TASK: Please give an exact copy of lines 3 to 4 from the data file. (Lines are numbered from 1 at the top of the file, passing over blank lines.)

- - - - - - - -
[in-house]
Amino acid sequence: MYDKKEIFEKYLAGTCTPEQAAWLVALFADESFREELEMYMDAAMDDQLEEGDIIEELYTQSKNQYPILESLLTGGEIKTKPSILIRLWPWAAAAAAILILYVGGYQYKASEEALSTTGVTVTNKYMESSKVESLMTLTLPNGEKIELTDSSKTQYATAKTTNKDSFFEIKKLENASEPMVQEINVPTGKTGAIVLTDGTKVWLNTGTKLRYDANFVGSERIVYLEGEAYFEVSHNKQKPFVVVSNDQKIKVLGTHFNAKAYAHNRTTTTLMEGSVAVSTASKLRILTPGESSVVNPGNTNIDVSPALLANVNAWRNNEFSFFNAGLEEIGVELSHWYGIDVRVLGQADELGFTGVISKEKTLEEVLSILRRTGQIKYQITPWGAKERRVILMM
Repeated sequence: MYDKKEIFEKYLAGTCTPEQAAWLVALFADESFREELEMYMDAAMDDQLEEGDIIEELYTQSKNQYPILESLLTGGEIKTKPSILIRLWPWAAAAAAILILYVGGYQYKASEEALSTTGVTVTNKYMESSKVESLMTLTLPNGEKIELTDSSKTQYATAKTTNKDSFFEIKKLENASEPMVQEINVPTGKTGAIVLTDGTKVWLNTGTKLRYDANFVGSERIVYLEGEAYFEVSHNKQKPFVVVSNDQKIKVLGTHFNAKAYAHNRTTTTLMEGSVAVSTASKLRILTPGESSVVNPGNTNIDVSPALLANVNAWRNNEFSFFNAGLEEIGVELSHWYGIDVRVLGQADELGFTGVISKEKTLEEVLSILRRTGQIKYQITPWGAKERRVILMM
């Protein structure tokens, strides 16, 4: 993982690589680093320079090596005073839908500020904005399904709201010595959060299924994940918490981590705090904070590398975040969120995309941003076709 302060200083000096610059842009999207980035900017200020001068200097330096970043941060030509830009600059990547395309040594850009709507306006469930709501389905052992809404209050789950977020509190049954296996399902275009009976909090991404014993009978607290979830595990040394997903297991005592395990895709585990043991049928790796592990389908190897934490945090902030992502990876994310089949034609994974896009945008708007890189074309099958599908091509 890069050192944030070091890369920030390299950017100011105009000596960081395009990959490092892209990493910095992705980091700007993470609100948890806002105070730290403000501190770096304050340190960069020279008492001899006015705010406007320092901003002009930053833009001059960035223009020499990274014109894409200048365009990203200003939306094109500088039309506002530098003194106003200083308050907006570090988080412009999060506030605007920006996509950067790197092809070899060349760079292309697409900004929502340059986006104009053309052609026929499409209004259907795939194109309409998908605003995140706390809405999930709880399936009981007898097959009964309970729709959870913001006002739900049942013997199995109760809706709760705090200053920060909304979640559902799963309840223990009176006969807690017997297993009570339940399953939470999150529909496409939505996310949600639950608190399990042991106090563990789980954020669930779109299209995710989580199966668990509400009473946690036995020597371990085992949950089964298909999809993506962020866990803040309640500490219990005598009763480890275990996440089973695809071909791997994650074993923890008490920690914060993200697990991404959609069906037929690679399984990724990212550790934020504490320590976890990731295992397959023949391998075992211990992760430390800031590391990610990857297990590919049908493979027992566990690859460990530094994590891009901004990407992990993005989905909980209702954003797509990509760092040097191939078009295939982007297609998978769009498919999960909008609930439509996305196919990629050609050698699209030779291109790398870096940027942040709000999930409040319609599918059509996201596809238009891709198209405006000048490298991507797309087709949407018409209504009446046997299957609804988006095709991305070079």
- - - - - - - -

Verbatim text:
Repeated sequence: MYDKKEIFEKYLAGTCTPEQAAWLVALFADESFREELEMYMDAAMDDQLEEGDIIEELYTQSKNQYPILESLLTGGEIKTKPSILIRLWPWAAAAAAILILYVGGYQYKASEEALSTTGVTVTNKYMESSKVESLMTLTLPNGEKIELTDSSKTQYATAKTTNKDSFFEIKKLENASEPMVQEINVPTGKTGAIVLTDGTKVWLNTGTKLRYDANFVGSERIVYLEGEAYFEVSHNKQKPFVVVSNDQKIKVLGTHFNAKAYAHNRTTTTLMEGSVAVSTASKLRILTPGESSVVNPGNTNIDVSPALLANVNAWRNNEFSFFNAGLEEIGVELSHWYGIDVRVLGQADELGFTGVISKEKTLEEVLSILRRTGQIKYQITPWGAKERRVILMM
């Protein structure tokens, strides 16, 4: 993982690589680093320079090596005073839908500020904005399904709201010595959060299924994940918490981590705090904070590398975040969120995309941003076709 302060200083000096610059842009999207980035900017200020001068200097330096970043941060030509830009600059990547395309040594850009709507306006469930709501389905052992809404209050789950977020509190049954296996399902275009009976909090991404014993009978607290979830595990040394997903297991005592395990895709585990043991049928790796592990389908190897934490945090902030992502990876994310089949034609994974896009945008708007890189074309099958599908091509 890069050192944030070091890369920030390299950017100011105009000596960081395009990959490092892209990493910095992705980091700007993470609100948890806002105070730290403000501190770096304050340190960069020279008492001899006015705010406007320092901003002009930053833009001059960035223009020499990274014109894409200048365009990203200003939306094109500088039309506002530098003194106003200083308050907006570090988080412009999060506030605007920006996509950067790197092809070899060349760079292309697409900004929502340059986006104009053309052609026929499409209004259907795939194109309409998908605003995140706390809405999930709880399936009981007898097959009964309970729709959870913001006002739900049942013997199995109760809706709760705090200053920060909304979640559902799963309840223990009176006969807690017997297993009570339940399953939470999150529909496409939505996310949600639950608190399990042991106090563990789980954020669930779109299209995710989580199966668990509400009473946690036995020597371990085992949950089964298909999809993506962020866990803040309640500490219990005598009763480890275990996440089973695809071909791997994650074993923890008490920690914060993200697990991404959609069906037929690679399984990724990212550790934020504490320590976890990731295992397959023949391998075992211990992760430390800031590391990610990857297990590919049908493979027992566990690859460990530094994590891009901004990407992990993005989905909980209702954003797509990509760092040097191939078009295939982007297609998978769009498919999960909008609930439509996305196919990629050609050698699209030779291109790398870096940027942040709000999930409040319609599918059509996201596809238009891709198209405006000048490298991507797309087709949407018409209504009446046997299957609804988006095709991305070079």